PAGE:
9 demonstrate sufficient knowledge of fundamental ideas central to modern model-based statistics which are necessary to be able to progress to, and succeed in, further studies in statistical inference, statistical modelling of data and of stochastic modelling more generally.
Personal and Key Transferable/ Employment Skills and  Knowledge:
10 demonstrate general data analysis skills and communicate associated reasoning and interpretations effectively in writing;
11 use relevant computer software competently;
12 demonstrate appropriate use of learning resources;
13 demonstrate self management and time management skills.

SYLLABUS PLAN - summary of the structure and academic content of the module

-          revision of probability and statistical modelling;

-          maximum likelihood estimators and their asymptotic distribution;

-          properties of point estimators, including bias, standard error, mean squared error and consistency;

-          confidence intervals;

-          hypothesis tests, including z-tests and t-tests;

-          Monte Carlo simulation;

-          introduction to statistical modelling of relationships between variables

-          the multivariate Normal distribution: linear combinations of Normal variates, conditional distributions;

-          response and explanatory variables;

-          continuous and categorical data and associated considerations;

-          basic ideas of the Normal linear model and of associated concepts of model fitting, fitted values, residuals and goodness of fit;

-          model identification: descriptive/exploratory data analysis of relationships between variables;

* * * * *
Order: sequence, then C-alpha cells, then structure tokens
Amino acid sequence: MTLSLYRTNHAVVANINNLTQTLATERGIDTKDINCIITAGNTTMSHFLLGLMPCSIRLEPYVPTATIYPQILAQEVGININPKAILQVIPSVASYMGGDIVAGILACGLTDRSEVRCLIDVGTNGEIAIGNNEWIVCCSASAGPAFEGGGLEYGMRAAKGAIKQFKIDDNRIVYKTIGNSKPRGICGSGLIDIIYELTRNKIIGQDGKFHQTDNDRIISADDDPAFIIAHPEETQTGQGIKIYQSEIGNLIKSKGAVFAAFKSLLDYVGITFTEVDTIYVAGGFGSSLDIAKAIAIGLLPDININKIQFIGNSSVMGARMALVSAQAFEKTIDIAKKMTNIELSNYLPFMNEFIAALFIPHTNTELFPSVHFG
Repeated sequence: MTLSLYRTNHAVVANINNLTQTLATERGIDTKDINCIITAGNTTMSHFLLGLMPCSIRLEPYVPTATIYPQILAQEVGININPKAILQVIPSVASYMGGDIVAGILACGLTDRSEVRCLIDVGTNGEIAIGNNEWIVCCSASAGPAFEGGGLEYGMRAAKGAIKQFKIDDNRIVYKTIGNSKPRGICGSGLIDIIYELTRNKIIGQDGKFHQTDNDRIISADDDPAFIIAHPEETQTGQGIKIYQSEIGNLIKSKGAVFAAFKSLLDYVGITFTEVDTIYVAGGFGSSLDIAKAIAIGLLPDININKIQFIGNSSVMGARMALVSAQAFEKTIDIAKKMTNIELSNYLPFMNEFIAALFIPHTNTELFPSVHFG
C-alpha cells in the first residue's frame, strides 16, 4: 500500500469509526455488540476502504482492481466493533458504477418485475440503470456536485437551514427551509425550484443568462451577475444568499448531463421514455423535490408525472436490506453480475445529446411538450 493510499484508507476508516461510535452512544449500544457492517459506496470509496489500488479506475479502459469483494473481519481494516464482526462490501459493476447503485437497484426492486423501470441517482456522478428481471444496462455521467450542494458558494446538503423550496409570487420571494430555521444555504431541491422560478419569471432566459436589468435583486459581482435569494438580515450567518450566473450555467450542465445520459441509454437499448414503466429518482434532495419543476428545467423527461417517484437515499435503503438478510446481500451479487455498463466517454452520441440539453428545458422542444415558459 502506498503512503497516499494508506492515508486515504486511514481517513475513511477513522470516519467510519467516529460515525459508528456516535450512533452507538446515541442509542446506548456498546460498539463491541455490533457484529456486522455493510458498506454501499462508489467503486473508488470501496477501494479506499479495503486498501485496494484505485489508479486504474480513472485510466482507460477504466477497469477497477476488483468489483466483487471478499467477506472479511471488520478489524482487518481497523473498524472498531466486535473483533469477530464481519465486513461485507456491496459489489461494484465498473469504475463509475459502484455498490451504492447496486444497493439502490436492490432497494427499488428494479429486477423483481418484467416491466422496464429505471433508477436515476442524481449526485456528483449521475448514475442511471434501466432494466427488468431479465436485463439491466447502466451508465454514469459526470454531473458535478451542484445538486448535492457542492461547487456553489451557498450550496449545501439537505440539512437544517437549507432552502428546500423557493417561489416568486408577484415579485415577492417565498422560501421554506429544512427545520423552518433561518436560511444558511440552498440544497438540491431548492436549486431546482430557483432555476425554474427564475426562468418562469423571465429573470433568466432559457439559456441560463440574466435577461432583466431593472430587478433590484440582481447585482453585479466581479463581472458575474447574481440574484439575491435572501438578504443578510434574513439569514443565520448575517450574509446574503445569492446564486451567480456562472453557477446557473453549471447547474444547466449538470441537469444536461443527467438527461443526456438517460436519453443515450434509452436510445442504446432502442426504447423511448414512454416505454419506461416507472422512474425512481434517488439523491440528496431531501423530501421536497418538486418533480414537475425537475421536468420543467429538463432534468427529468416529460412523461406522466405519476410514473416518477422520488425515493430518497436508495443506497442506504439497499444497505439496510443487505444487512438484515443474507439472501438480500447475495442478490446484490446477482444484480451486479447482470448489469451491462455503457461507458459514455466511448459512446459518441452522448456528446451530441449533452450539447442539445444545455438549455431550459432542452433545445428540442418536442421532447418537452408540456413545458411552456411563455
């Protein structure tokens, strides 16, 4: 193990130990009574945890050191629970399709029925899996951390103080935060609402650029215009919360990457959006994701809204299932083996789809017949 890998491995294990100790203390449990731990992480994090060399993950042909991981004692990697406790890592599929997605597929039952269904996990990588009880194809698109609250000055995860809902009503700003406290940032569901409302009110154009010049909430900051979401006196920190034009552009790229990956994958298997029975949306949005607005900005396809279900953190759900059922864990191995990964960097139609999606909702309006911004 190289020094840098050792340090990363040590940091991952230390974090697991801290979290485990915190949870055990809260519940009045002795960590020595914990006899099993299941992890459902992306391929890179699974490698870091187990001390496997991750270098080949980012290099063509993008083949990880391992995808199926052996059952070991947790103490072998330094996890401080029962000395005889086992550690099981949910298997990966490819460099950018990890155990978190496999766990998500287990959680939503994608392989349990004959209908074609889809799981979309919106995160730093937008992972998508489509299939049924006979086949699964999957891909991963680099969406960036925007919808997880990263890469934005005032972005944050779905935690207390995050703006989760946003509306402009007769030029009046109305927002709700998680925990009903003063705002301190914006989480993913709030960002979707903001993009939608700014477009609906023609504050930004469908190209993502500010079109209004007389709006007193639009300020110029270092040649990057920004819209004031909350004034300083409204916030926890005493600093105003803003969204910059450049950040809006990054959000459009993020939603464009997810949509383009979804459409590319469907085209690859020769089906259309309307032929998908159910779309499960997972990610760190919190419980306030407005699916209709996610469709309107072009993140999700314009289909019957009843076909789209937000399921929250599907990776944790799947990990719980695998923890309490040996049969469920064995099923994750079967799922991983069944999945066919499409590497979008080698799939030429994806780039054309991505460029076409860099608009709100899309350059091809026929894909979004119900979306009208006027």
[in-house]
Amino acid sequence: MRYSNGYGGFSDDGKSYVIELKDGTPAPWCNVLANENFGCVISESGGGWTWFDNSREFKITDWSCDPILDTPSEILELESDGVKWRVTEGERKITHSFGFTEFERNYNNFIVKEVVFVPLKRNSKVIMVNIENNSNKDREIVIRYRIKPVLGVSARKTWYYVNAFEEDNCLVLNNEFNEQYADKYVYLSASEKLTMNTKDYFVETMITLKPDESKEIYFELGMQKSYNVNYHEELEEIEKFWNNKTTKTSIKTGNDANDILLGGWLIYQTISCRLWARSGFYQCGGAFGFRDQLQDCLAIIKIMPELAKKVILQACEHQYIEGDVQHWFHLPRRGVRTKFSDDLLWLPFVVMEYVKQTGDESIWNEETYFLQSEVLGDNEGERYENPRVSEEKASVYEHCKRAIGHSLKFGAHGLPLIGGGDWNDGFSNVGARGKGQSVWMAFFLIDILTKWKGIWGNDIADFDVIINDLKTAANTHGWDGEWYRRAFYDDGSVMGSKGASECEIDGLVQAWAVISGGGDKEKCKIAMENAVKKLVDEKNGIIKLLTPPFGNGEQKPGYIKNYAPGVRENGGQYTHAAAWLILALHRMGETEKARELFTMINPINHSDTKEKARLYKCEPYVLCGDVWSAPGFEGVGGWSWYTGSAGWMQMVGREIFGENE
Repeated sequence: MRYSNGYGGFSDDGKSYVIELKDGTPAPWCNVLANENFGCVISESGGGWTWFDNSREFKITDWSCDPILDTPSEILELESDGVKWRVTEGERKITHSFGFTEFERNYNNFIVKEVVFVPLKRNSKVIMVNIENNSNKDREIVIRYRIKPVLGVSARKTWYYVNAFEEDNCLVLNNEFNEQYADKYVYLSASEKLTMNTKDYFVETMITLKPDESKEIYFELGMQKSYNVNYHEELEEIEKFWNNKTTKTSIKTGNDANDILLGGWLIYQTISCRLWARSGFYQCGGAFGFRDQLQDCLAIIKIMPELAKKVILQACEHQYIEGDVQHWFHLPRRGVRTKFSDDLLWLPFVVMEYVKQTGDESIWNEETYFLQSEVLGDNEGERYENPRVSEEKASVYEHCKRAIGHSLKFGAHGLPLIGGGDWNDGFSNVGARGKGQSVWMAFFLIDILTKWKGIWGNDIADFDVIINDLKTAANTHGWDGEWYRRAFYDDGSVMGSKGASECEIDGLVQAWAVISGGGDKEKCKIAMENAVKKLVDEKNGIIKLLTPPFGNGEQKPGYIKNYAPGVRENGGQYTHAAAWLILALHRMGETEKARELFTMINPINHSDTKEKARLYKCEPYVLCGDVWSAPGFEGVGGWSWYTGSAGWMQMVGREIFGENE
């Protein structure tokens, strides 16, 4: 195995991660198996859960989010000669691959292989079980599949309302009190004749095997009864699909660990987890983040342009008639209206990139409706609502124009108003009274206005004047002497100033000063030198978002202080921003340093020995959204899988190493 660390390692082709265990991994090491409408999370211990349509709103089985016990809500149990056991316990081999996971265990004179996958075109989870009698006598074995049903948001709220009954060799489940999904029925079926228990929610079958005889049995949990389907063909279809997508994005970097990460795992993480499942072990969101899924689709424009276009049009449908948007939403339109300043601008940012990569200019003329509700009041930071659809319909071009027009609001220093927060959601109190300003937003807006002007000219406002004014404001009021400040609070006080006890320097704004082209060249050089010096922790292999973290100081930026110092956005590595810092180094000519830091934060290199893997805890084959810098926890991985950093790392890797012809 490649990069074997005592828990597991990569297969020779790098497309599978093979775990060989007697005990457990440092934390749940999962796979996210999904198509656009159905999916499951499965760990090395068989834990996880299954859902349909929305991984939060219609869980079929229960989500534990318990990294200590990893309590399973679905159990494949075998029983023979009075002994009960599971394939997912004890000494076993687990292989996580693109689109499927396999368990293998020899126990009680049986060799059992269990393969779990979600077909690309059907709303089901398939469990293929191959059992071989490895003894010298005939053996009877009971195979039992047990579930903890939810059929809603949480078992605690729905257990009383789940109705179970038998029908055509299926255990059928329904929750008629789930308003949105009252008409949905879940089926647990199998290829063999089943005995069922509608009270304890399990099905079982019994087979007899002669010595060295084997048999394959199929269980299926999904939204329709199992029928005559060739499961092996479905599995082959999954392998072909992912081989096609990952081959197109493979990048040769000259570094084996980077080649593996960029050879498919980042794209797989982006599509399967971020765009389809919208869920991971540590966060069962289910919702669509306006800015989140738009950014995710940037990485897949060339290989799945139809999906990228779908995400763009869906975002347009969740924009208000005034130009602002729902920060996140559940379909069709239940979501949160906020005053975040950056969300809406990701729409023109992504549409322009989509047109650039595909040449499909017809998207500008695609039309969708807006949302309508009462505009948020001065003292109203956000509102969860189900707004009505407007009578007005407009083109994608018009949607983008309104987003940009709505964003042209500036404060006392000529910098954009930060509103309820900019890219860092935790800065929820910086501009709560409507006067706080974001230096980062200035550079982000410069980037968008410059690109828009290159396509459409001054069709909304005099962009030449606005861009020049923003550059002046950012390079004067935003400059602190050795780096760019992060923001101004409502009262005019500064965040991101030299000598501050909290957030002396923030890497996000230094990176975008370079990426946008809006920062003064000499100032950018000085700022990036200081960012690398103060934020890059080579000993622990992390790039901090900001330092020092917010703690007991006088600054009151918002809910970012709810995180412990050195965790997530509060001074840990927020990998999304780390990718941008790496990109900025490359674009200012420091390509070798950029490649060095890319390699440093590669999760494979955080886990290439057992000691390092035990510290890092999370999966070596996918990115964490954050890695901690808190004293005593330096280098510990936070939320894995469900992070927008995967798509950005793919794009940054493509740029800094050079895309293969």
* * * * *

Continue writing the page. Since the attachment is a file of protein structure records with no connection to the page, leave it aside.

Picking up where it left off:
-          summary measures of correlation and association, graphical techniques;

-          scatterplots, grouped box plots, scatterplot matrices, scatter plot smoothing;

-          the linear model for a single explanatory variable: simple regression;

-          model formulation, equivalence of maximum likelihood to least squares, point and interval parameter estimation and hypothesis testing (t-test), prediction from simple regression;

-          assessment of model fit, sum-of-squares breakdown, goodness of fit (R-squared and F-test), residual analysis,and influential observations;

-          the linear model for multiple continuous explanatory variables multiple regression;

-          model formulation in matrix notation, point and interval parameter estimation and hypothesis testing (partial t-tests), prediction from multiple regression, multicollinearity, assessment of model fit, sum-of-squares breakdown, goodness of fit (R-squared and F-test), residual analysis,and influential observations;

-          special cases of multiple regression: polynomial regression;